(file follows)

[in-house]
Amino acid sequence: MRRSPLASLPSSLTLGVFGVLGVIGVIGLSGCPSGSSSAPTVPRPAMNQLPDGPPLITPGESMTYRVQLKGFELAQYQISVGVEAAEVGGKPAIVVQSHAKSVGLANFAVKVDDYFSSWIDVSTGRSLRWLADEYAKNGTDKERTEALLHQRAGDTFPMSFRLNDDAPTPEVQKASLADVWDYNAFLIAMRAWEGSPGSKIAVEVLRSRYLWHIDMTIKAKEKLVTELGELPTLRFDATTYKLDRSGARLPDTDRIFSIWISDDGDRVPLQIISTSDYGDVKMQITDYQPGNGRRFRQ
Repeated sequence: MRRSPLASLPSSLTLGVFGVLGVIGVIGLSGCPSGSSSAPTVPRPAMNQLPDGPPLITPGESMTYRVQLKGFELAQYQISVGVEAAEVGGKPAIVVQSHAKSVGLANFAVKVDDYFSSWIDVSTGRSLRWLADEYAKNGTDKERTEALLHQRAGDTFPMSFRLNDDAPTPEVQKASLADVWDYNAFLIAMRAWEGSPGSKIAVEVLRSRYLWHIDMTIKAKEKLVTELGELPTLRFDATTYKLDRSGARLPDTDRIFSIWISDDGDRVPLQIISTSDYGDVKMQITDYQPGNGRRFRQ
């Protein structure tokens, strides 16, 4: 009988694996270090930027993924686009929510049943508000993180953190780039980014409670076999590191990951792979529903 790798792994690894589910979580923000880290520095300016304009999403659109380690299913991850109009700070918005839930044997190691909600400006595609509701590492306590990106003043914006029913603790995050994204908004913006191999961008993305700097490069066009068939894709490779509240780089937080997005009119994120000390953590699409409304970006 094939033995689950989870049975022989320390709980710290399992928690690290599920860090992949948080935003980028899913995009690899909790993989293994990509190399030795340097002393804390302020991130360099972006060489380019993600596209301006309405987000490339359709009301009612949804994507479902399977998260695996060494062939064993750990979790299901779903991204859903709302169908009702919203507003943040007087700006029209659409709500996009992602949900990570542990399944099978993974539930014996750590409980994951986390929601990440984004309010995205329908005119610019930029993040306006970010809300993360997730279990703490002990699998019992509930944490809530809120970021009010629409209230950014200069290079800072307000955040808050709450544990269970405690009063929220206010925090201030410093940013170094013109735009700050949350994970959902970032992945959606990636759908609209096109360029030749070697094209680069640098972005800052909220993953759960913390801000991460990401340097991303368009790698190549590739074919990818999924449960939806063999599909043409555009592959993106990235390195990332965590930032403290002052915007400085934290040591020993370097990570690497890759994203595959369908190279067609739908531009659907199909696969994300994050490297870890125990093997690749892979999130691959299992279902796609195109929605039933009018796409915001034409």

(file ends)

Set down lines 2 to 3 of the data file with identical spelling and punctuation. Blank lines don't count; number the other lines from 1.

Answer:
Amino acid sequence: MRRSPLASLPSSLTLGVFGVLGVIGVIGLSGCPSGSSSAPTVPRPAMNQLPDGPPLITPGESMTYRVQLKGFELAQYQISVGVEAAEVGGKPAIVVQSHAKSVGLANFAVKVDDYFSSWIDVSTGRSLRWLADEYAKNGTDKERTEALLHQRAGDTFPMSFRLNDDAPTPEVQKASLADVWDYNAFLIAMRAWEGSPGSKIAVEVLRSRYLWHIDMTIKAKEKLVTELGELPTLRFDATTYKLDRSGARLPDTDRIFSIWISDDGDRVPLQIISTSDYGDVKMQITDYQPGNGRRFRQ
Repeated sequence: MRRSPLASLPSSLTLGVFGVLGVIGVIGLSGCPSGSSSAPTVPRPAMNQLPDGPPLITPGESMTYRVQLKGFELAQYQISVGVEAAEVGGKPAIVVQSHAKSVGLANFAVKVDDYFSSWIDVSTGRSLRWLADEYAKNGTDKERTEALLHQRAGDTFPMSFRLNDDAPTPEVQKASLADVWDYNAFLIAMRAWEGSPGSKIAVEVLRSRYLWHIDMTIKAKEKLVTELGELPTLRFDATTYKLDRSGARLPDTDRIFSIWISDDGDRVPLQIISTSDYGDVKMQITDYQPGNGRRFRQ